Congress Holds Hearing on Medical Errors
February 3, 2000
On December 13, 1999, the Senate Appropriations Subcommittee
on Labor, Health and Human Services held a public hearing
to discuss the issue of medical errors in the United
IOM Report on Medical Errors
The Congressional hearing was prompted by the release
of a study titled To Err Is Human: Building a Safer
Health Care System, published by the Institute of
Medicine (IOM), the medical arm of the National Academy
The report estimates that at least 44,000 Americans
die each year as a result of medical errors and it points
out that the figure may be as high as 98,000 deaths
per year from adverse medical events.
The IOM report notes that "More people die in a given
year as a result of medical errors than from motor vehicle
accidents (43,458), breast cancer (42,297), or AIDS
(16,516)." Medical mistakes are estimated to cost between
$17 billion and $29 billion per year.
Congress Hears from Industry and Patients
The subcommittee invited ten people to testify about medical
errors, including patients and their representatives,
medical and nursing professionals, and government officials.
The witnesses testified that there are serious problems
with medical errors and called for more federal money
to fix the problems.
However, one of the patient witnesses offered an important-and
rarely discussed-perspective regarding the perverse
economic incentives involved in the health care industry.
Does Medicine Profit From Mistakes?
Diana Artemis of Falls Church, Virginia told the subcommittee
that, following hospitalization for routine hip surgery,
she ended up requiring additional surgeries due to hospital
negligence and medical misdiagnosis. She was also placed
in a nursing home for six weeks following one of the surgeries.
"Were I not young, fit and healthy, I believe I would
have died," she testified.
Artemis told the subcommittee that she believes the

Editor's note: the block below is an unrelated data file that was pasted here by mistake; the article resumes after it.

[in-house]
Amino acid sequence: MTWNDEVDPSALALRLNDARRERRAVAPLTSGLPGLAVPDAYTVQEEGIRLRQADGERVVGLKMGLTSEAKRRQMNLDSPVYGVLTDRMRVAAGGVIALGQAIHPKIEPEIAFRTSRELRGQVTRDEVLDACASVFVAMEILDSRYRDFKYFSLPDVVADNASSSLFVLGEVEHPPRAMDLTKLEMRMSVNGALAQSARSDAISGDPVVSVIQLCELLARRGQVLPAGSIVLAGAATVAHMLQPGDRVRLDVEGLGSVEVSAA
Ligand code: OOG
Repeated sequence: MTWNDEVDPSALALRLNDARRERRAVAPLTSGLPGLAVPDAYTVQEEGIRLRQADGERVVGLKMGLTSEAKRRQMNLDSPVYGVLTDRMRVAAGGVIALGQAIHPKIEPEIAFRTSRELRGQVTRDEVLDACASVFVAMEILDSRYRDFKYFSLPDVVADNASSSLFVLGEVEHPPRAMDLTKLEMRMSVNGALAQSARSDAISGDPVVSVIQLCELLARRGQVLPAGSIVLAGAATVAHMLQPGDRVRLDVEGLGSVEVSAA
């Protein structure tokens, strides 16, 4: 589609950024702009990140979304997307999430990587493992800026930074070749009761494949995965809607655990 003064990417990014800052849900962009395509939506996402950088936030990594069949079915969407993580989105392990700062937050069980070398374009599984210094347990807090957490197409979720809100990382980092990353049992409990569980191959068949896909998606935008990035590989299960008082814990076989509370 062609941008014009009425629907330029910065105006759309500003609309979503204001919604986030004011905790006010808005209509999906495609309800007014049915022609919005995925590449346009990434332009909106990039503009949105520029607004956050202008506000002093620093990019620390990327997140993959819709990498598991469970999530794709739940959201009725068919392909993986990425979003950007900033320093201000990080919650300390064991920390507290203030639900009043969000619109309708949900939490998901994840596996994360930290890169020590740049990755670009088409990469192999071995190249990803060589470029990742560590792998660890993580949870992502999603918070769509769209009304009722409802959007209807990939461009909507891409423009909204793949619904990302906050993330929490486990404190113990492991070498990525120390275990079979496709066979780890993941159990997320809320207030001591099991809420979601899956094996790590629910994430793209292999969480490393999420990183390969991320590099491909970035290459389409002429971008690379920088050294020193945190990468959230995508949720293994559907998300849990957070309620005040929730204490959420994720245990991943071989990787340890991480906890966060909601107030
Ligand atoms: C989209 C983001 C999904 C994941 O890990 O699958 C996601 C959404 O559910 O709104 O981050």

medical industry profits from their mistakes. Following
is an excerpt from Artemis' sworn testimony before Congress:
"The cost of a routine hip replacement with implant?
About $12,000. The total cost to my insurance company
of these multiple surgeries, rehabilitations and outpatient
treatments? Nearly $200,000. Did the surgeon or hospital
administrator responsible for training and hiring staff
have any incentive to do it right the first time? No,
apart from the personal integrity and competence a patient
would hope they would have, both doctor and hospital
profited from every mistake which required repeated
surgeries, [hospital] stays, drugs, equipment, x-rays,
and therapies. This was not HMO insurance or government-regulated
health care; it was private, fee-for-service care."
She continued, "Did my insurance company have an incentive
to contest the charges? No, they claimed that contesting
the charges would be more expensive than simply paying
whatever was billed," Artemis said. [It is worth noting
that the IOM report acknowledges that "Most third party
payment systems provide little incentive for a health
care organization to improve safety, nor do they recognize
and reward safety or quality."]
Who is Accountable for Medical Mistakes?
Artemis went on to point out the lack of accountability
for medical mistakes. "So, to whom is a doctor or hospital
administrator accountable? To you, to me, to the government,